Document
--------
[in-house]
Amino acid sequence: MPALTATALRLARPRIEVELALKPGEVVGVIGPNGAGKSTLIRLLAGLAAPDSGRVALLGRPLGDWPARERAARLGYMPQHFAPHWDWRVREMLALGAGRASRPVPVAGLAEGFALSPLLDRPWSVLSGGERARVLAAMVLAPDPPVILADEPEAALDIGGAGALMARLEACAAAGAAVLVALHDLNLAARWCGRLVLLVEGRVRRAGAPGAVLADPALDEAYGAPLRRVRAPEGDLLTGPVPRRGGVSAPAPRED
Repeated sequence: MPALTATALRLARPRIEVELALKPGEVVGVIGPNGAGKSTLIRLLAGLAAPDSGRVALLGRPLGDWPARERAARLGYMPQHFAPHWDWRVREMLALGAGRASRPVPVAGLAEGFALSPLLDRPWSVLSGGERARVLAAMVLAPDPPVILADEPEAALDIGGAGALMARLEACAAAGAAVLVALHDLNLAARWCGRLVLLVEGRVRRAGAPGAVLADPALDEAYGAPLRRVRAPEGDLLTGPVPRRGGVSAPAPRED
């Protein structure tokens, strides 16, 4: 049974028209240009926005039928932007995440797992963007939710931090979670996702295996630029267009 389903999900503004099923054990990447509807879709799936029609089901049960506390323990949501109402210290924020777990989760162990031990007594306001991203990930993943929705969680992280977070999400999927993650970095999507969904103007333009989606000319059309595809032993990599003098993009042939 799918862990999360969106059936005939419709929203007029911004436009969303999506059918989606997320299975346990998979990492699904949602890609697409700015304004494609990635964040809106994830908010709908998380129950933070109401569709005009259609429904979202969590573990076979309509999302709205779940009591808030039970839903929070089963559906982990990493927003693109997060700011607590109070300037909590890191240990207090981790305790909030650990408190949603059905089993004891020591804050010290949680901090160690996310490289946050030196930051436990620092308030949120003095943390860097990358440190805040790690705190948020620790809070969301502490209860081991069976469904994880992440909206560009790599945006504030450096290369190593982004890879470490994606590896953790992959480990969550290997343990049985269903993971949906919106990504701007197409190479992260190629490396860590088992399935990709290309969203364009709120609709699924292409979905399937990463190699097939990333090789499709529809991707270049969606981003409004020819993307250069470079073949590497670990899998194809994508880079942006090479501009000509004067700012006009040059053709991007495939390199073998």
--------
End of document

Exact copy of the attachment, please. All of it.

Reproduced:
[in-house]
Amino acid sequence: MPALTATALRLARPRIEVELALKPGEVVGVIGPNGAGKSTLIRLLAGLAAPDSGRVALLGRPLGDWPARERAARLGYMPQHFAPHWDWRVREMLALGAGRASRPVPVAGLAEGFALSPLLDRPWSVLSGGERARVLAAMVLAPDPPVILADEPEAALDIGGAGALMARLEACAAAGAAVLVALHDLNLAARWCGRLVLLVEGRVRRAGAPGAVLADPALDEAYGAPLRRVRAPEGDLLTGPVPRRGGVSAPAPRED
Repeated sequence: MPALTATALRLARPRIEVELALKPGEVVGVIGPNGAGKSTLIRLLAGLAAPDSGRVALLGRPLGDWPARERAARLGYMPQHFAPHWDWRVREMLALGAGRASRPVPVAGLAEGFALSPLLDRPWSVLSGGERARVLAAMVLAPDPPVILADEPEAALDIGGAGALMARLEACAAAGAAVLVALHDLNLAARWCGRLVLLVEGRVRRAGAPGAVLADPALDEAYGAPLRRVRAPEGDLLTGPVPRRGGVSAPAPRED
């Protein structure tokens, strides 16, 4: 049974028209240009926005039928932007995440797992963007939710931090979670996702295996630029267009 389903999900503004099923054990990447509807879709799936029609089901049960506390323990949501109402210290924020777990989760162990031990007594306001991203990930993943929705969680992280977070999400999927993650970095999507969904103007333009989606000319059309595809032993990599003098993009042939 799918862990999360969106059936005939419709929203007029911004436009969303999506059918989606997320299975346990998979990492699904949602890609697409700015304004494609990635964040809106994830908010709908998380129950933070109401569709005009259609429904979202969590573990076979309509999302709205779940009591808030039970839903929070089963559906982990990493927003693109997060700011607590109070300037909590890191240990207090981790305790909030650990408190949603059905089993004891020591804050010290949680901090160690996310490289946050030196930051436990620092308030949120003095943390860097990358440190805040790690705190948020620790809070969301502490209860081991069976469904994880992440909206560009790599945006504030450096290369190593982004890879470490994606590896953790992959480990969550290997343990049985269903993971949906919106990504701007197409190479992260190629490396860590088992399935990709290309969203364009709120609709699924292409979905399937990463190699097939990333090789499709529809991707270049969606981003409004020819993307250069470079073949590497670990899998194809994508880079942006090479501009000509004067700012006009040059053709991007495939390199073998």